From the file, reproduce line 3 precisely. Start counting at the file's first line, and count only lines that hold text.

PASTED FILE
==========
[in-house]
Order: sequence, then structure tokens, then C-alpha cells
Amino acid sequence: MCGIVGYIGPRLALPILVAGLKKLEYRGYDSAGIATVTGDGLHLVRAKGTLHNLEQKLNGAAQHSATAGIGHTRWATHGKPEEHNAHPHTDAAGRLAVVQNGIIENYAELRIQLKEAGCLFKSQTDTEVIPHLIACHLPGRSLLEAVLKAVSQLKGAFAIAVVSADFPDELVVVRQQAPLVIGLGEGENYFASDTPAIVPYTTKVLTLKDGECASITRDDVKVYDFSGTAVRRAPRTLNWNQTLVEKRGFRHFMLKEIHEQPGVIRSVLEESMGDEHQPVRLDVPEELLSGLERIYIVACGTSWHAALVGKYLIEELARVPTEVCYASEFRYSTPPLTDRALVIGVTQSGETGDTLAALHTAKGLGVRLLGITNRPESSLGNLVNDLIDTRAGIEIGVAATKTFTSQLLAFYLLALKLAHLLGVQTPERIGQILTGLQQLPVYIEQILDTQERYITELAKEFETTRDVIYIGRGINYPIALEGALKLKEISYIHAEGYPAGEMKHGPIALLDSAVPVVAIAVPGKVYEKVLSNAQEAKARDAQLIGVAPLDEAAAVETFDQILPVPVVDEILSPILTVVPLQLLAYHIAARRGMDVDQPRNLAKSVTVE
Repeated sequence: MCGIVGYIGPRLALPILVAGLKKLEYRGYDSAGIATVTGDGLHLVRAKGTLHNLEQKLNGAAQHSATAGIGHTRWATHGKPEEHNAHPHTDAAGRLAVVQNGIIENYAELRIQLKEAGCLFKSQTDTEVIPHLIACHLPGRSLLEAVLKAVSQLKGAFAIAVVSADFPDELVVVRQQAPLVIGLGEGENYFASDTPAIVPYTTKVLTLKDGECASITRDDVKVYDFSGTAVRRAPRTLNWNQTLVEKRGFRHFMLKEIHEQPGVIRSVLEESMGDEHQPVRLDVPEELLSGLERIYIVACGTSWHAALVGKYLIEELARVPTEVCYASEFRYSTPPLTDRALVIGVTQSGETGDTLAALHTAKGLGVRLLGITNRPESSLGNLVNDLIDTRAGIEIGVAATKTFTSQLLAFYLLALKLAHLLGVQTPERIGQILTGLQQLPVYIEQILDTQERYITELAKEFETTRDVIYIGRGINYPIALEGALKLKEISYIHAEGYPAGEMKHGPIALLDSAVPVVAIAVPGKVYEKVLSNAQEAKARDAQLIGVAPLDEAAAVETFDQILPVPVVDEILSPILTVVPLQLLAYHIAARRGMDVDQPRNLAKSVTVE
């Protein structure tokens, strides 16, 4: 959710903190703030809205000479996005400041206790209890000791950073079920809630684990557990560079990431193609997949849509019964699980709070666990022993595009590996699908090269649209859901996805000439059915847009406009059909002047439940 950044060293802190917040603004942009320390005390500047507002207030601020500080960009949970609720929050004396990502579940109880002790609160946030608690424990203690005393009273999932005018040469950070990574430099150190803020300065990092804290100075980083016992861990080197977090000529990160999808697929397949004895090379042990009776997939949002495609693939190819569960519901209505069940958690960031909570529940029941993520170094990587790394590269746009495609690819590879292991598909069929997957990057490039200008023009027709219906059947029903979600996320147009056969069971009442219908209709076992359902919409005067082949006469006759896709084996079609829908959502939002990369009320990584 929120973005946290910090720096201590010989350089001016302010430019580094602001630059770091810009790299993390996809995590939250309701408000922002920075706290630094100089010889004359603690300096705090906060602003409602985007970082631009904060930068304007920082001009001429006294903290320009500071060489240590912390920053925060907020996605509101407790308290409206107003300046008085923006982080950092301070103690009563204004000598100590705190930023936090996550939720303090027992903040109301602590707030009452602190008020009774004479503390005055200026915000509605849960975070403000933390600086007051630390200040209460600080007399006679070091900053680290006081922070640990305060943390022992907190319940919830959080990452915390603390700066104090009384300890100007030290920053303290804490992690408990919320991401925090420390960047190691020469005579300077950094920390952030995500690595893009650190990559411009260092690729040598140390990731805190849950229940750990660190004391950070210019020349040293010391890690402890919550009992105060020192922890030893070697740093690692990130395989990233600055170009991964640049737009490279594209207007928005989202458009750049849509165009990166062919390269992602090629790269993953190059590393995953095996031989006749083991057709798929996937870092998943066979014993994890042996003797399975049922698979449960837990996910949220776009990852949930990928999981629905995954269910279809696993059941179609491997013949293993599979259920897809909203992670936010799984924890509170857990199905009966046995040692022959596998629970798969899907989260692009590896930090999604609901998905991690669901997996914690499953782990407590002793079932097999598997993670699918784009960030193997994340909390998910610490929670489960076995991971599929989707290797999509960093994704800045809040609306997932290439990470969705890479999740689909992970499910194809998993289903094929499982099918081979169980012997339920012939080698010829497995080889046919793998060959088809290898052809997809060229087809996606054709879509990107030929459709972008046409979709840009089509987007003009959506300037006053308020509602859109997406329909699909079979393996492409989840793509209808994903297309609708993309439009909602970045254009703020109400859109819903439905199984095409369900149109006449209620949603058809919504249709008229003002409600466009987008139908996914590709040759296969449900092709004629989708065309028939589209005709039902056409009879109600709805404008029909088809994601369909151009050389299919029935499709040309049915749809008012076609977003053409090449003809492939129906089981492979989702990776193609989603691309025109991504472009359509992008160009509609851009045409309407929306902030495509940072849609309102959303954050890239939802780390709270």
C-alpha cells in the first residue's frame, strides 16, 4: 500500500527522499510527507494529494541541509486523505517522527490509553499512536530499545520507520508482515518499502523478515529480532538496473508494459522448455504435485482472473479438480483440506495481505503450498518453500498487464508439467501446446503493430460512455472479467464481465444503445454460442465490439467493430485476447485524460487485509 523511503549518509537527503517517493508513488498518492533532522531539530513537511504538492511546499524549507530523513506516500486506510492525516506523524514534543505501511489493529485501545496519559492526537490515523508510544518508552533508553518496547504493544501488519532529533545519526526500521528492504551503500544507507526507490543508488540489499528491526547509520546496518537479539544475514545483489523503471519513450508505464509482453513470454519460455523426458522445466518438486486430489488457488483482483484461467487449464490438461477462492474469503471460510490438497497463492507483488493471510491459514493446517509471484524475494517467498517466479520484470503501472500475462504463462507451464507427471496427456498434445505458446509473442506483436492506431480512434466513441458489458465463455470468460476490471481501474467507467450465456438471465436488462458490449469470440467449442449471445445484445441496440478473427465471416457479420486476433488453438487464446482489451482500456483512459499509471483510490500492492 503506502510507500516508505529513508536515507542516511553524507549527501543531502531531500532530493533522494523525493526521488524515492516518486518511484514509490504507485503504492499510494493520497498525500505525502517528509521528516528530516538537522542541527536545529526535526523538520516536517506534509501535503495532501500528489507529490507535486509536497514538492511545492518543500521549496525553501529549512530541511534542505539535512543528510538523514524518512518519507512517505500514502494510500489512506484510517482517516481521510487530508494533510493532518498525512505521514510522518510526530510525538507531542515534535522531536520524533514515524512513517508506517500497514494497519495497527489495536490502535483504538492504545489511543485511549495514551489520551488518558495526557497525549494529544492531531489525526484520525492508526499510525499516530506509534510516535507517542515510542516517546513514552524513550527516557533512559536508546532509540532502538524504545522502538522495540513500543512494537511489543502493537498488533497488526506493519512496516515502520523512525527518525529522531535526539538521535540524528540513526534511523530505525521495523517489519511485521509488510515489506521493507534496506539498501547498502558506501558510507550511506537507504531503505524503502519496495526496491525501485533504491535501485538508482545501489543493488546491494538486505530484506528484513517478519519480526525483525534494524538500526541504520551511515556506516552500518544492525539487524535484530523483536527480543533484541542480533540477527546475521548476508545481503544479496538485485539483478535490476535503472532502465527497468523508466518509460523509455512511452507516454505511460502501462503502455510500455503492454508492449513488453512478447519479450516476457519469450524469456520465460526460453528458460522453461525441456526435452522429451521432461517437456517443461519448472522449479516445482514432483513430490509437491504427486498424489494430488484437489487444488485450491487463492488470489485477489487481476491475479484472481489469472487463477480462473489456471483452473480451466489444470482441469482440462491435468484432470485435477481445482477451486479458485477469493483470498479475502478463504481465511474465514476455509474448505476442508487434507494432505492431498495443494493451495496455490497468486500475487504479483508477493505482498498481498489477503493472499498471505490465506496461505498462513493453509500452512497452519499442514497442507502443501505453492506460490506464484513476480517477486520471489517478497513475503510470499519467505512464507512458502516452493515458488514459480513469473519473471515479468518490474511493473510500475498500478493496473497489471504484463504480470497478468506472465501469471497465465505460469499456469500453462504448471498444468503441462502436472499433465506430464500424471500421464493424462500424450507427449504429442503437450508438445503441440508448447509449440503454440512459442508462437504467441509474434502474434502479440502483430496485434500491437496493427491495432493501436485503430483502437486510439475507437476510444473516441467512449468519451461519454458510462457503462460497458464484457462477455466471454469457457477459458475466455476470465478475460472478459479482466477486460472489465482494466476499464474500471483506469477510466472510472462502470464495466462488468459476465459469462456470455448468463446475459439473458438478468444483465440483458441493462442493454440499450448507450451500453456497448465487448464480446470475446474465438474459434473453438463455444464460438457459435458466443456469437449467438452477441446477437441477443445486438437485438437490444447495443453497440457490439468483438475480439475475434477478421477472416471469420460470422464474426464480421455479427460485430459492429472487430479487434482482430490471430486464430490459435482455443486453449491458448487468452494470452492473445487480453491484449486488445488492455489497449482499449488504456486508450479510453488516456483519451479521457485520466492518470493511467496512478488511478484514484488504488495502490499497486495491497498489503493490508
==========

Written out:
Amino acid sequence: MCGIVGYIGPRLALPILVAGLKKLEYRGYDSAGIATVTGDGLHLVRAKGTLHNLEQKLNGAAQHSATAGIGHTRWATHGKPEEHNAHPHTDAAGRLAVVQNGIIENYAELRIQLKEAGCLFKSQTDTEVIPHLIACHLPGRSLLEAVLKAVSQLKGAFAIAVVSADFPDELVVVRQQAPLVIGLGEGENYFASDTPAIVPYTTKVLTLKDGECASITRDDVKVYDFSGTAVRRAPRTLNWNQTLVEKRGFRHFMLKEIHEQPGVIRSVLEESMGDEHQPVRLDVPEELLSGLERIYIVACGTSWHAALVGKYLIEELARVPTEVCYASEFRYSTPPLTDRALVIGVTQSGETGDTLAALHTAKGLGVRLLGITNRPESSLGNLVNDLIDTRAGIEIGVAATKTFTSQLLAFYLLALKLAHLLGVQTPERIGQILTGLQQLPVYIEQILDTQERYITELAKEFETTRDVIYIGRGINYPIALEGALKLKEISYIHAEGYPAGEMKHGPIALLDSAVPVVAIAVPGKVYEKVLSNAQEAKARDAQLIGVAPLDEAAAVETFDQILPVPVVDEILSPILTVVPLQLLAYHIAARRGMDVDQPRNLAKSVTVE